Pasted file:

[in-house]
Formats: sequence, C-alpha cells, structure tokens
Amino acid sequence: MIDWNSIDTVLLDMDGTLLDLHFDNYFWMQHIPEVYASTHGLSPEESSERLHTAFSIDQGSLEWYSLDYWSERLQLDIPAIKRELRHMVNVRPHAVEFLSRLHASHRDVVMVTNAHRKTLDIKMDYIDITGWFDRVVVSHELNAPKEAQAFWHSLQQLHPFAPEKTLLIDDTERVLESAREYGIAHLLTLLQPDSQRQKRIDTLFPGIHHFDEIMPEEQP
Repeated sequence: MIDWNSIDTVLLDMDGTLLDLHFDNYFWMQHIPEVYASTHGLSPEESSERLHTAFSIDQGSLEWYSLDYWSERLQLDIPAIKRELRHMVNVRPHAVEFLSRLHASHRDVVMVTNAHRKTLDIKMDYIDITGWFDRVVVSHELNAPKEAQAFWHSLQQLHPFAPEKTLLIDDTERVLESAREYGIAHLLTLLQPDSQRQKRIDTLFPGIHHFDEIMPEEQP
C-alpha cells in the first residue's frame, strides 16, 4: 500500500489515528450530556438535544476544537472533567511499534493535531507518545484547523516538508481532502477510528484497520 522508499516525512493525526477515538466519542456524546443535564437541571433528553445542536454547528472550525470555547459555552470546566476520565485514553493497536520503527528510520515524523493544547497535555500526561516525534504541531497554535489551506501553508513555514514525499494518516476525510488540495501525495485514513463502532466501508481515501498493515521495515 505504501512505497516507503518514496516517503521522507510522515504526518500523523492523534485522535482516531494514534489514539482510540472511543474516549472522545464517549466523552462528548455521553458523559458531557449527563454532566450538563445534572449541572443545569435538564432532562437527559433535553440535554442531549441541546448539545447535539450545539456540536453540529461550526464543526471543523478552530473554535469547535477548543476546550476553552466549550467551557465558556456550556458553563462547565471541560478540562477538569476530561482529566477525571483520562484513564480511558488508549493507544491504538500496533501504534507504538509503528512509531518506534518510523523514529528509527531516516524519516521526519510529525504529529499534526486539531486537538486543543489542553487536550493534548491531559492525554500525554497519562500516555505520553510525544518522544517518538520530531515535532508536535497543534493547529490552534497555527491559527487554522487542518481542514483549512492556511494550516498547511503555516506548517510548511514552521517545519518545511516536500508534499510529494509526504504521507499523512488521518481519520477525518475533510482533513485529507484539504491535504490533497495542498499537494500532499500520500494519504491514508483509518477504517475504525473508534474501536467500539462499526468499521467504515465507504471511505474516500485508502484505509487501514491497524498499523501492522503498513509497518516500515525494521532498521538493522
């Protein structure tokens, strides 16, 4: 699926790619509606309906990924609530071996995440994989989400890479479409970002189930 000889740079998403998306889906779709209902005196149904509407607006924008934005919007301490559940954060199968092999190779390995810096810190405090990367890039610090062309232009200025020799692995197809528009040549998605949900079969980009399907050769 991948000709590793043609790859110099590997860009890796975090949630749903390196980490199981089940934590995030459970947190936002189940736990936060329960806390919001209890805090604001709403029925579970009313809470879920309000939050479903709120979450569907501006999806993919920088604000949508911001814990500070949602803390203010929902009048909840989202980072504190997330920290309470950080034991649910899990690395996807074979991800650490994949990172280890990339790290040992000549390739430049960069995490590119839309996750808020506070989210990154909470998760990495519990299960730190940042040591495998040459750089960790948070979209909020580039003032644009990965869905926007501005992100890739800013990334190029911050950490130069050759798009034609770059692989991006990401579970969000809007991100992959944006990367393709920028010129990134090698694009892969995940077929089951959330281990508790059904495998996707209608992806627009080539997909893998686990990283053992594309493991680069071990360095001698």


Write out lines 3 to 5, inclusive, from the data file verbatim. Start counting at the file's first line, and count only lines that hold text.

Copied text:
Amino acid sequence: MIDWNSIDTVLLDMDGTLLDLHFDNYFWMQHIPEVYASTHGLSPEESSERLHTAFSIDQGSLEWYSLDYWSERLQLDIPAIKRELRHMVNVRPHAVEFLSRLHASHRDVVMVTNAHRKTLDIKMDYIDITGWFDRVVVSHELNAPKEAQAFWHSLQQLHPFAPEKTLLIDDTERVLESAREYGIAHLLTLLQPDSQRQKRIDTLFPGIHHFDEIMPEEQP
Repeated sequence: MIDWNSIDTVLLDMDGTLLDLHFDNYFWMQHIPEVYASTHGLSPEESSERLHTAFSIDQGSLEWYSLDYWSERLQLDIPAIKRELRHMVNVRPHAVEFLSRLHASHRDVVMVTNAHRKTLDIKMDYIDITGWFDRVVVSHELNAPKEAQAFWHSLQQLHPFAPEKTLLIDDTERVLESAREYGIAHLLTLLQPDSQRQKRIDTLFPGIHHFDEIMPEEQP
C-alpha cells in the first residue's frame, strides 16, 4: 500500500489515528450530556438535544476544537472533567511499534493535531507518545484547523516538508481532502477510528484497520 522508499516525512493525526477515538466519542456524546443535564437541571433528553445542536454547528472550525470555547459555552470546566476520565485514553493497536520503527528510520515524523493544547497535555500526561516525534504541531497554535489551506501553508513555514514525499494518516476525510488540495501525495485514513463502532466501508481515501498493515521495515 505504501512505497516507503518514496516517503521522507510522515504526518500523523492523534485522535482516531494514534489514539482510540472511543474516549472522545464517549466523552462528548455521553458523559458531557449527563454532566450538563445534572449541572443545569435538564432532562437527559433535553440535554442531549441541546448539545447535539450545539456540536453540529461550526464543526471543523478552530473554535469547535477548543476546550476553552466549550467551557465558556456550556458553563462547565471541560478540562477538569476530561482529566477525571483520562484513564480511558488508549493507544491504538500496533501504534507504538509503528512509531518506534518510523523514529528509527531516516524519516521526519510529525504529529499534526486539531486537538486543543489542553487536550493534548491531559492525554500525554497519562500516555505520553510525544518522544517518538520530531515535532508536535497543534493547529490552534497555527491559527487554522487542518481542514483549512492556511494550516498547511503555516506548517510548511514552521517545519518545511516536500508534499510529494509526504504521507499523512488521518481519520477525518475533510482533513485529507484539504491535504490533497495542498499537494500532499500520500494519504491514508483509518477504517475504525473508534474501536467500539462499526468499521467504515465507504471511505474516500485508502484505509487501514491497524498499523501492522503498513509497518516500515525494521532498521538493522